Of course, there is. As I said, competitions do bring about players. Some competitions have been staged which have resulted in the discovery of good players. Lukmon Anifaloyin, who was my player in the days of MSI Football Club here on the Estate now plays for Lalo Football Club, Australia. Before then, he was with FC Pristine. Others include Mikail Abubakar, who trained under me. I bred him as a player. He was also a former resident of this Estate like Anifaloyin. He was the top scorer of the last two editions of the Jakande Estate Football Competition which his team won.

Due to his football potentials and prospects, I was persuaded to allow him play for FC Ebiede, owned by the elder brother of the former Super Eagles midfielder, Sunday Oliseh. He has been named the top scorer at the Maritime Cup. I also have Odunayo Idowu, also a former resident here in the Estate. He now plies his trade in the Regional League in Brazil and doing really well.

Also part of my boys back then, Ahmed Tijani, who plays in the Azerbaijan League and lots of them – Akeem Okanlawon, Tobi Fashesi. I wouldn’t forget the former Super Eagles attacker, Emmanuel Emenike who wasn’t a direct player under me, but he still played under me during my days with Akwane FC. Emenike who is an African Cup of Nations winner with the Nigeria Super Eagles now plays in Turkey. Also in Turkey, there is Ogenyi Onazi and Taiye Taiwo both Super Eagles players. We also have Sunday Stevens who played for Spain at the FIFA Junior World Cup and Tu Eskey who plays in the United States of America League. These are just part of those names of players who started playing here in the Estate.

So, tell us how it feels to have groomed these players before the pursuit of their career in Europe? 

It’s a happy feeling. It’s actually in two ways. First, because they are successful, and secondly, because some of them do remember their grassroots and they remember me with what they can give out. I give God the glory and wish them more success.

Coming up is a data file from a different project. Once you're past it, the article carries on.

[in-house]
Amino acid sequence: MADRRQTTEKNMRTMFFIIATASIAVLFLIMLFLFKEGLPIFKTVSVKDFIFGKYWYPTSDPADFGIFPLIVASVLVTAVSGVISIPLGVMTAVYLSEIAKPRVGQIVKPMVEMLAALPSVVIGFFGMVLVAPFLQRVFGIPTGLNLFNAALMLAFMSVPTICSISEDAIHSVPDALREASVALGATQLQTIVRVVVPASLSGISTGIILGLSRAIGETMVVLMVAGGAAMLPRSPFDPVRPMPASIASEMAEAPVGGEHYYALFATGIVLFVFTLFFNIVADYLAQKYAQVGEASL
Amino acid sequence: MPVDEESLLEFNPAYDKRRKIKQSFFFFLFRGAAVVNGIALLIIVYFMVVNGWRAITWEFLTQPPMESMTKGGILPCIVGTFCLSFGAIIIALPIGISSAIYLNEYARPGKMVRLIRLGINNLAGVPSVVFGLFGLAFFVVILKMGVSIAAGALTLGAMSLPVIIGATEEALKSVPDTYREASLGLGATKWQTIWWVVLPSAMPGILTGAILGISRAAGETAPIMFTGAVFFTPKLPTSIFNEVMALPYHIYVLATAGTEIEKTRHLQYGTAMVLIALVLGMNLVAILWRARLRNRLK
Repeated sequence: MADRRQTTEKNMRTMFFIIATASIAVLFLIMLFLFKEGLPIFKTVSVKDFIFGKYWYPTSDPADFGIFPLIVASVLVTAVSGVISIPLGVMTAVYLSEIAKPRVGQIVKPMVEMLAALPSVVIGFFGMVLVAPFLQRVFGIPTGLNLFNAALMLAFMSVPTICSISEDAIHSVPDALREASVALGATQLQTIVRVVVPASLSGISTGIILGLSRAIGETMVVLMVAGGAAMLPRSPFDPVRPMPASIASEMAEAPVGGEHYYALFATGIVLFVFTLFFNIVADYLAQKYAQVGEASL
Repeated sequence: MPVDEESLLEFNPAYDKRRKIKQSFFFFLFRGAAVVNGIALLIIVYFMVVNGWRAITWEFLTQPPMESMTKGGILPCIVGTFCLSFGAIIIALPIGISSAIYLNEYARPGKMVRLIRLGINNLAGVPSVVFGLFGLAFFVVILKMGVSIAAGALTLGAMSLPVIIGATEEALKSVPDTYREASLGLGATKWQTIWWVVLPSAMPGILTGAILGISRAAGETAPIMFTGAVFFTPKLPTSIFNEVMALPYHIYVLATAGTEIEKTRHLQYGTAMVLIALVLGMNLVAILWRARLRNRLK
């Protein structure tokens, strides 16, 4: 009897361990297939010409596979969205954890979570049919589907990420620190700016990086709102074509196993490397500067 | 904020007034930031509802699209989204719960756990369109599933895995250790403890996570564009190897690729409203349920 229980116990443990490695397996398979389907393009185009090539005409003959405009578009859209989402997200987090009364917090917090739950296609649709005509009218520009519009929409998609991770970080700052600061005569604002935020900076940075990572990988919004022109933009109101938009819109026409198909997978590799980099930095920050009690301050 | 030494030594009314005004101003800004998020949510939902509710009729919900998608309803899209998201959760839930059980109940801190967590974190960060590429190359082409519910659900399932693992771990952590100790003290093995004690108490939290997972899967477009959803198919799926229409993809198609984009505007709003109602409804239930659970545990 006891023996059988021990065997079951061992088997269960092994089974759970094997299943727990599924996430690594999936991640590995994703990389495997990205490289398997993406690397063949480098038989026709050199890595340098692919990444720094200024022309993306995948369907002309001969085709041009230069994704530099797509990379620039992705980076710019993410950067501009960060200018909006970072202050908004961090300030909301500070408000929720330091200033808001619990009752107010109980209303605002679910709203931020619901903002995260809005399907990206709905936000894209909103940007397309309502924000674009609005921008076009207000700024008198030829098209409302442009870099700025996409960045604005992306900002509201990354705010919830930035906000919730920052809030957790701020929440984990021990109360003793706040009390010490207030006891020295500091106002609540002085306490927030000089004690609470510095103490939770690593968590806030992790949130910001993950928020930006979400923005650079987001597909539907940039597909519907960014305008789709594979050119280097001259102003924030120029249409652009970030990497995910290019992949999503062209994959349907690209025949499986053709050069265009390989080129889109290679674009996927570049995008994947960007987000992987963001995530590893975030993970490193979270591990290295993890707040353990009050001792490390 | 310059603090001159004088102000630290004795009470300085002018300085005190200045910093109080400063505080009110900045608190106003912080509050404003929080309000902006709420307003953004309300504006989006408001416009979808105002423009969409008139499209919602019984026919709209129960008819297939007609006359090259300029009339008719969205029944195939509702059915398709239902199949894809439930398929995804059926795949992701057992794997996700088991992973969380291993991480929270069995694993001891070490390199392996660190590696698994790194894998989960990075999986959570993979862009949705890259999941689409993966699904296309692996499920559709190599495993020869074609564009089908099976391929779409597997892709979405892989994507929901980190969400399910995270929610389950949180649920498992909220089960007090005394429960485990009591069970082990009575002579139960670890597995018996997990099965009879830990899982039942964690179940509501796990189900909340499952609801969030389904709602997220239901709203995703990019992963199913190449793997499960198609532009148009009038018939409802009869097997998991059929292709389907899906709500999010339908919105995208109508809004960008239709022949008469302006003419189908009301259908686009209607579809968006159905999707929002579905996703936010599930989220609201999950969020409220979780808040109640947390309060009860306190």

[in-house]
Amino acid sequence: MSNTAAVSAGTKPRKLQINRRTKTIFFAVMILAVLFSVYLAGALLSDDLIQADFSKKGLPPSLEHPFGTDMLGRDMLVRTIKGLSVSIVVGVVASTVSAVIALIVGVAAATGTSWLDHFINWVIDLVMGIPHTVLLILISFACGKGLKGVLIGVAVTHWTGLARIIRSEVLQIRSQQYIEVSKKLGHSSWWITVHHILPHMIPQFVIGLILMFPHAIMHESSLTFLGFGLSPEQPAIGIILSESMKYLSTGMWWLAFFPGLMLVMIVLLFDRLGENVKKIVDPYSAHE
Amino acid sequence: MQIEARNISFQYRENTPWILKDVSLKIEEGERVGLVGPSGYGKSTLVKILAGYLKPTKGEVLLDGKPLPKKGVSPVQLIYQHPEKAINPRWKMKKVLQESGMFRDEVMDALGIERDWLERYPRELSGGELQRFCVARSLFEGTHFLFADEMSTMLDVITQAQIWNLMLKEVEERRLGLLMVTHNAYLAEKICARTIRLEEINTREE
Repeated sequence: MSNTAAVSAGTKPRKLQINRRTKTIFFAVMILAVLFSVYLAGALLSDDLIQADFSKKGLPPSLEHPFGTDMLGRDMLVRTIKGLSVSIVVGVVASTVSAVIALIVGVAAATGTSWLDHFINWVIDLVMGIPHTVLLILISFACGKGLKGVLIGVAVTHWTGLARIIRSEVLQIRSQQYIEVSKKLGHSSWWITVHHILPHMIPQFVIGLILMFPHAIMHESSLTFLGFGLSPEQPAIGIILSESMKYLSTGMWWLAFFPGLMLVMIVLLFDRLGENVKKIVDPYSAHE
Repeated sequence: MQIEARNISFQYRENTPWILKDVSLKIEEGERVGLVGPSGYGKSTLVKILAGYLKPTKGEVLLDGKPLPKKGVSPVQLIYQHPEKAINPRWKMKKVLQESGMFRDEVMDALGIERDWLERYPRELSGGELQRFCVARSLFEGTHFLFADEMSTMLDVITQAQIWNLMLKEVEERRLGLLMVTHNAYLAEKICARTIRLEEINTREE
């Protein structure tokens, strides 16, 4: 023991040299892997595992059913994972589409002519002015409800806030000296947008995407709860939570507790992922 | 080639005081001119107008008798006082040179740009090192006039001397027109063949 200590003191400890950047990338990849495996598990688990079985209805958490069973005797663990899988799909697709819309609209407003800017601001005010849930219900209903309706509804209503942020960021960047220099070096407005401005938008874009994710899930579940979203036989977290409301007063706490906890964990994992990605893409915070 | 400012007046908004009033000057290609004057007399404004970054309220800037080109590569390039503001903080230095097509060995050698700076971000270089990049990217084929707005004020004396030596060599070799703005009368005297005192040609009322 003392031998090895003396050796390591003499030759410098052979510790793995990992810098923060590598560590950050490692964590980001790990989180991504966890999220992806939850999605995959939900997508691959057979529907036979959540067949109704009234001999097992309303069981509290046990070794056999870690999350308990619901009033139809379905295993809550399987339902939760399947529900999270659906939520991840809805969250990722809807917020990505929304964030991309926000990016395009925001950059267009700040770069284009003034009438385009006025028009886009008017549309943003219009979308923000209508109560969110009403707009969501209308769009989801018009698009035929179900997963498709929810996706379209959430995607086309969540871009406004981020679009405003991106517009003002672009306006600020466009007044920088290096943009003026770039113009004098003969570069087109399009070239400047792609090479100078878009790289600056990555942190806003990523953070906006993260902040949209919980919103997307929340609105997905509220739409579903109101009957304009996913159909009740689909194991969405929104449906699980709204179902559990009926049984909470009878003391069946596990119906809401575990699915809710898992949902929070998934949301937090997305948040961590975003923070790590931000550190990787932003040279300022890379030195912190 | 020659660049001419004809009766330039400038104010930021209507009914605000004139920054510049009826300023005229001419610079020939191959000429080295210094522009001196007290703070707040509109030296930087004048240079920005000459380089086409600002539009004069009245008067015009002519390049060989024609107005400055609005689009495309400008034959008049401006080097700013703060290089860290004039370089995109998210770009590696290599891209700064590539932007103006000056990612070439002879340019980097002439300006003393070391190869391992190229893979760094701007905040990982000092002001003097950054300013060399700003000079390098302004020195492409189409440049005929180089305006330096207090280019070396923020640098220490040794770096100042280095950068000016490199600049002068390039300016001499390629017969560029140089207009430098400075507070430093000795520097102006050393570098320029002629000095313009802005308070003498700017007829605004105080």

Let’s talk about those aspiring to reach that level or even go beyond. What admonition would you give to them? 

My advice to them is to follow the footsteps of those who have thrived in the game. They also have to listen attentively to their coaches, do the needful and be prayerful in their doings, not only in football but in their everyday lives and shun any acts which can be incriminating.

A number of these boys don’t have the approval of their parents to go into sports. Some parents want their children to go into academics. What’s your take on this? 

I will tell the parents that there is nothing bad in going into sports. Sport is very good. It’s a way to become successful in life. The same way these parents give their children that educational talk, they can add sports to that. I think the parents should be thinking of impacting on their children how to merge sport and academics together. Even in schools, they do sports so our children should be encouraged towards sports.

Lastly sir, what advice would you give to your colleagues in the coaching world, particularly at the grassroots? 

At first, I will tell my fellow coaches to get certified. Getting certified means having the training to coaching. No coach should be at a spot with what he is seeing on the Television or what he reads online. Every coach needs to go for courses and be upgraded to have impact on these aspiring footballers. I have my NIS certificate with me, and I even want to study further. We are taught the way players are managed. It would surely help in helping these youths